In Part II, you complete a dissertation to the value of 30 credits, where you conduct advanced research on a topic of your choosing, while working closely with a subject matter expert from one of the three participating departments. You are also supported in this through a series of research seminars, where staff guide you through the various skills, methodologies and research strategies you will need to employ. Outside speakers also share their tips on research practice through guest seminars.

Students studying for the degree full-time take all modules in one year.

Students studying for the degree part-time take 40 credits of modules in Year 1 and 20 credits of taught modules in Year 2. Students also take the Dissertation module (PO6001) in Year 2.

and PO6001 (Dissertation) (30 credits).

Postgraduate Diploma in Politics (NFQ Level 9, Major award)
Students passing only the taught modules in Part 1 (60 credits), or choosing not to complete the research dissertation may opt to exit the programme and be awarded a Postgraduate Diploma in Politics.

Students who successfully complete the course will have fostered advanced knowledge and understanding of a range of political issues, methodologies and theories. You should also have developed the ability to critically analyse a range of sources and intellectual debates within a given topic. Finally, those who complete the dissertation, will have developed good research practice leading to the ability to construct and write a thesis.


Course Practicalities
Teaching takes place in small group. The standard method of teaching is the seminar, which gives you an opportunity to refine your thinking and communication abilities in a stimulating and collegial environment. You will also complete a dissertation on a topic of your own choice, which gives you the opportunity to work closely with a member of staff and to develop advanced research and analysis skills. Students in the MA in Politics also have access to a wide range of visiting speakers and other activities of the three departments, each of which has a vibrant research culture.

Unique Aspects of the Course
The MA Politics at UCC is an interdisciplinary course taught jointly by staff from the Department of Government, School of History and School of Philosophy. Our staff are drawn from a broad range of specialist backgrounds and this contributes to a diverse and creative learning environment for students.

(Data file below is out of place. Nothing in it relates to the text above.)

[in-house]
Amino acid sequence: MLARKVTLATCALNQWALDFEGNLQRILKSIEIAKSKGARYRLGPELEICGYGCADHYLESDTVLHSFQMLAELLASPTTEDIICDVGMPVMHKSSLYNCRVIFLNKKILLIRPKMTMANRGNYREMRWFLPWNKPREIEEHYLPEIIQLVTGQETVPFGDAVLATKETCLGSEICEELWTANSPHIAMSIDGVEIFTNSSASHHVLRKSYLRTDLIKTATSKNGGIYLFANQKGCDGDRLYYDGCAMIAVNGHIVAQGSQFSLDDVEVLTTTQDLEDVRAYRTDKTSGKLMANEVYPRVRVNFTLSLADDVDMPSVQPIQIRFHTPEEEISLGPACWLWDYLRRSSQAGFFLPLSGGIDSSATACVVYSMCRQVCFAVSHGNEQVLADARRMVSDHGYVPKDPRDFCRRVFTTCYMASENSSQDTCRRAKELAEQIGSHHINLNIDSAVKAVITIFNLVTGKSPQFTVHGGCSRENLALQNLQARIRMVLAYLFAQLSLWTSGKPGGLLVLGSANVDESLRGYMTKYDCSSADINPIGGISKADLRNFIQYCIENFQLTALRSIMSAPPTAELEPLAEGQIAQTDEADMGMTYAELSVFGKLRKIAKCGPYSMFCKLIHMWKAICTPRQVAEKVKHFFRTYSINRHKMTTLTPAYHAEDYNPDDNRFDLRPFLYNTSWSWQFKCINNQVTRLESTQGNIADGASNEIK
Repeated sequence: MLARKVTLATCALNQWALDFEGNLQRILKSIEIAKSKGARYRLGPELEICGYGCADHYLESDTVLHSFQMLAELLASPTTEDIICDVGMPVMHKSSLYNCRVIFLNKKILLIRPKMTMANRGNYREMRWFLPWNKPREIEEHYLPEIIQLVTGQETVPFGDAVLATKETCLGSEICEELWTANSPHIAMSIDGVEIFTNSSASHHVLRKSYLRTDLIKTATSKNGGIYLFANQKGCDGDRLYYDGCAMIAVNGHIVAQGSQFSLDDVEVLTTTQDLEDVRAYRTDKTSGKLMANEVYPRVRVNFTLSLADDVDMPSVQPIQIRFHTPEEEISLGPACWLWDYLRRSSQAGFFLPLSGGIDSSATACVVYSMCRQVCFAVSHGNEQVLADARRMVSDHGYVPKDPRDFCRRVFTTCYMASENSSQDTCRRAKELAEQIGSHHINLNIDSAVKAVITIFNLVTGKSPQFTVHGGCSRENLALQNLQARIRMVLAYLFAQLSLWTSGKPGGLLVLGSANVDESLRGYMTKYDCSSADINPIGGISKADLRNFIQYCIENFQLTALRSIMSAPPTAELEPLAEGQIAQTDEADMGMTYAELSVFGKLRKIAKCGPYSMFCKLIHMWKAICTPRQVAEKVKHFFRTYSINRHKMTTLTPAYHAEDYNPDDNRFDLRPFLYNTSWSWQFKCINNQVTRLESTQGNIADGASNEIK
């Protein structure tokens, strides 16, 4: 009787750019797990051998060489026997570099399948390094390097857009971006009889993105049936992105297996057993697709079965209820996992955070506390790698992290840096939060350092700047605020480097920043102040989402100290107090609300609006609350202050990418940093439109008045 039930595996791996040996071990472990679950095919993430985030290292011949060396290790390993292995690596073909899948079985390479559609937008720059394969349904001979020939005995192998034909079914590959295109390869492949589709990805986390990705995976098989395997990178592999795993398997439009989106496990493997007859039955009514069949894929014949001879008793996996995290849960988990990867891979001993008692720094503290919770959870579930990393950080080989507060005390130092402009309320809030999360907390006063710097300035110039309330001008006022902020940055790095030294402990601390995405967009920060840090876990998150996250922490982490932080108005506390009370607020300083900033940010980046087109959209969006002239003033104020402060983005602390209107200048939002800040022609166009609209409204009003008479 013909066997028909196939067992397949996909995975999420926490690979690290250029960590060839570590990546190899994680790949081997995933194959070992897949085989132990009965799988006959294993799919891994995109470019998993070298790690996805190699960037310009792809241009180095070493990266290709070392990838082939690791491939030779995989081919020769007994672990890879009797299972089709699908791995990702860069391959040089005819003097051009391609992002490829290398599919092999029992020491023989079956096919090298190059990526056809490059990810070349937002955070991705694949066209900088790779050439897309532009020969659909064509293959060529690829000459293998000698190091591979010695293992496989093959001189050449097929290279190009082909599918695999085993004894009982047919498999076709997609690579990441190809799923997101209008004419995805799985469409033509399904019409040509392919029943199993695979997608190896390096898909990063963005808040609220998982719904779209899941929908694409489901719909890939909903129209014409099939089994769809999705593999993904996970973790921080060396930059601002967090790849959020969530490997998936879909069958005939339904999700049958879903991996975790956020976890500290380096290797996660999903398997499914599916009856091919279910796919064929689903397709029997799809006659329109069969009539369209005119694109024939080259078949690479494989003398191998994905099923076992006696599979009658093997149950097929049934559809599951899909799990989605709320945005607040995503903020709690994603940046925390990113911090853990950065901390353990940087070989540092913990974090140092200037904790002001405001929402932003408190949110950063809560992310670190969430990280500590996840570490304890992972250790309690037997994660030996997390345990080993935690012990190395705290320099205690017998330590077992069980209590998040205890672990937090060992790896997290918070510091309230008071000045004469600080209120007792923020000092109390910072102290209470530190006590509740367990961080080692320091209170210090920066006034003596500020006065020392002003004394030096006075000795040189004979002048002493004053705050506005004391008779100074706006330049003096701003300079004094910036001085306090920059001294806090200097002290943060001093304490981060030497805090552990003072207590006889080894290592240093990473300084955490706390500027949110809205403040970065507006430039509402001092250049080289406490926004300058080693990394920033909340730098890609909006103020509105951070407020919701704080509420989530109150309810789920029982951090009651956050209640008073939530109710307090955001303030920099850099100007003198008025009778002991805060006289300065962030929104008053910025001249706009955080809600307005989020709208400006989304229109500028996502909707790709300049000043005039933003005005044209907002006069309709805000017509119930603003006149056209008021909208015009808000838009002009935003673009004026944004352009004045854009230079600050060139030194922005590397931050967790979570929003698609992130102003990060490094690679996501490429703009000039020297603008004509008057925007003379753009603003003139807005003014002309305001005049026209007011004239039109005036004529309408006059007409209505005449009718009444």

Assessment method

The assessment in the taught element of the course varies from essays to presentations to policy reports to crisis simulation exercises but all module assessments help to build core research and communications skills. These skills are further developed in the 20,000-word dissertation, in which you conduct advanced research on a subject of your choice, working closely with an expert in the area. You are supported in this by a series of research seminars and events.

Application date

Applications for 2017-18 intake are now open.

While UCC operates a rounds system for Postgraduate Taught courses (detailed below) we would advise you to apply as soon as possible.

Deadline for receipt of Applications: Offers will be made:

For all completed applications received by January 16th 2017 Offers will be made by January 30th 2017

For all completed applications received by March 1st 2017 Offers will be made by March 15th 2017

For all completed applications received by May 1st 2017 Offers will be made by May 15th 2017

For all completed applications received by July 3rd 2017 Offers will be made by July 17th 2017

Late applications may be accepted on a first-come, first-served basis for any courses that have remaining capacity for places.

Non-EU Applicants:

Please visit the following page for further information for Non EU applicants

Course fee

2017/2018 Irish/EU Fee: €6,000 full-time; €3,000 per year part-time

Enrolment and start dates

Next Intake: 11 September 2017

Remember to mention gradireland when contacting institutions!